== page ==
Today in Russia: US-Russia climate cooperation; Record mortality levels reported; Russians want foreign vaccines, but apparently only Chinese producers applied for approval so far; Moldova goes pro-EU; Putin’s Ukrainian history lesson; Oil and the Russian economy – Rosstat takes a look
Enemies saving the climate, together. US Climate envoy John Kerry was in Moscow this week, where he made a pledge with Foreign Minister Sergei Lavrov to “move together” and forge “close co-operation” on climate change. As with the US-China relationship, the climate agenda is one of few areas where Moscow and Washington see eye to eye (and even there, competition is rife). Lavrov told Kerry on Monday, “Obviously we have some differences in the relationship between our two countries . . . We believe that there is space for us to co-operate in [combating climate change] and to perhaps open up better opportunities on other issues as we do.”
Deaths in excess. In May, Russia recorded the lowest number of excess deaths since the start of the coronavirus pandemic. Just two months later, it would report the highest mortality rates since the pandemic began, with 780 deaths being recorded across Russia on Monday. Kommersant also reported that clinical trials may begin in Russia as a start to the approval process for a Chinse vaccine.
Foreign vaccines: Demanded but not supplied. Kommersant wrote that despite a petition to the Kremlin for the admission of “all proven” foreign vaccines which gathered 40 thousand signatures in just two weeks, no foreign vaccines have yet been approved for use inside Russia. Kommersant cited sources inside the Ministry of Health who sugegsted that a relatively unknown Chinse vaccine from Livzon Mabpharm is currently the vaccine undergoing trials for approval, but this vaccine has not even been approved for use in China yet. The Russian government has refused to comment on the specific foreign vaccines currently undergoing trials, but spoke to experts who suggested that bringing in Western vaccines such as Pfizer or Moderna could help improve vaccination numbers as some Russians have more trust in foreign-manufactured vaccines.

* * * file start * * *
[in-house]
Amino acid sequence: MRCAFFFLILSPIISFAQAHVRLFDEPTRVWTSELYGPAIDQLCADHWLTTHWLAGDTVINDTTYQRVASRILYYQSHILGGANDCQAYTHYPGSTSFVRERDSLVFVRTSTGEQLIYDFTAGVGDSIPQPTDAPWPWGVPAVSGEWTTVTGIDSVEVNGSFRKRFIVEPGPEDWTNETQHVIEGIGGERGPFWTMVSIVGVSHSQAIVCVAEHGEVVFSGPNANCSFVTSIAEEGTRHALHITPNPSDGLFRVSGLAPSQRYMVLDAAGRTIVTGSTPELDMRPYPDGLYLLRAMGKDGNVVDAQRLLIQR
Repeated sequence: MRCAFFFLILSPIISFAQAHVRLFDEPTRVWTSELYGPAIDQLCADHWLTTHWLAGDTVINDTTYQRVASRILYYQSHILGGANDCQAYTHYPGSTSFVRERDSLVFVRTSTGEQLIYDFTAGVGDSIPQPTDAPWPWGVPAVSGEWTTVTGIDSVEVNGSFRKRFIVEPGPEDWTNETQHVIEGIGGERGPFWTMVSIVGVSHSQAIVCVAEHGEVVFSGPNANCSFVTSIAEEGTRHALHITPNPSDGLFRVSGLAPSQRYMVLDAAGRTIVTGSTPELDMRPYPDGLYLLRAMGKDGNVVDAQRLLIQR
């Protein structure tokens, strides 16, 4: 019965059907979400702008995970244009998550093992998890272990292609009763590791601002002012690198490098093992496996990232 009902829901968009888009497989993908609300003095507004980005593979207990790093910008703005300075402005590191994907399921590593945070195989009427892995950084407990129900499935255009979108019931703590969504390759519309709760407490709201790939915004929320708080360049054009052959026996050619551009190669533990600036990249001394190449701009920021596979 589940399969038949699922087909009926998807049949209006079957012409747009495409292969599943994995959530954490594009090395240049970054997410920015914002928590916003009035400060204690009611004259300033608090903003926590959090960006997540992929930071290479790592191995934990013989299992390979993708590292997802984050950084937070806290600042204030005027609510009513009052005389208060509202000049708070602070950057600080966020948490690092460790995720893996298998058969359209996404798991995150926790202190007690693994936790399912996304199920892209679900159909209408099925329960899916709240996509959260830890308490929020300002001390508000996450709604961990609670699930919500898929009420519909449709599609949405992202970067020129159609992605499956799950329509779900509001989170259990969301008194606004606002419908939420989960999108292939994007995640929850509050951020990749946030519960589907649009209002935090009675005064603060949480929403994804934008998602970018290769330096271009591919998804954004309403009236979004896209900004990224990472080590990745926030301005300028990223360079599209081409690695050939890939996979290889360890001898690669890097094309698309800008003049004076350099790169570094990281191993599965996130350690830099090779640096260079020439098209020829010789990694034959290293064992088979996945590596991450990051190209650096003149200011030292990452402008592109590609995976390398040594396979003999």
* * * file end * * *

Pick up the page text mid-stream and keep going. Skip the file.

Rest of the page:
Moldova leans West. Moldova held elections on Sunday which resulted in a strong win for President Maia Sandu’s pro-EU PAS party, which took 52.7 percent of the vote compared to her primary rival, Igor Dodon’s pro-Russia Communists and Socialists Bloc (BeCS) which took just 27.2 percent. Moscow’s influence in the country has long been felt, and Dodon was a frequent visitor to Moscow throughout the campaign.
Putinsplaining. Russian President Vladimir Putin promised during his marathon June 30 call-in event that he would pen an essay on Ukrainian history that demonstrates that Ukrainians and Russians are “one people.” That essay came on Monday: entitled “On the Historical Unity of Russians and Ukrainians.” it goes from the Middle Ages to the present day and suggests that Ukraine is the “brainchild” of the Soviet era. Putin adds that Ukraine became “anti-Russia” at the hands of the West and Ukrainian elites. Putin also insisted that Russian and Ukrainian are “almost identical,” but nevertheless the Kremlin published the essay in both Russian and Ukrainian (pro tip: Ukrainian and Russian are not the same; your Russia News Blast author can attest to their non-mutual intelligibility).
Crunching the numbers for the first time. Rosstat calculated the share of oil and gas in Russia’s GDP for the first time. The result was somewhat surprising: as a percentage of GDP, it made up just 15.2 percent at the end of 2020, but this figure fluctuates quite rapidly depending on the oil price. RBC noted that the percentage of oil and gas that makes up Russian exports is considerably larger, which explains why the GDP figure seems low.
PHOTO: Russia is seeing record deaths from COVID-19 during its brutal third wave (AP/TASS).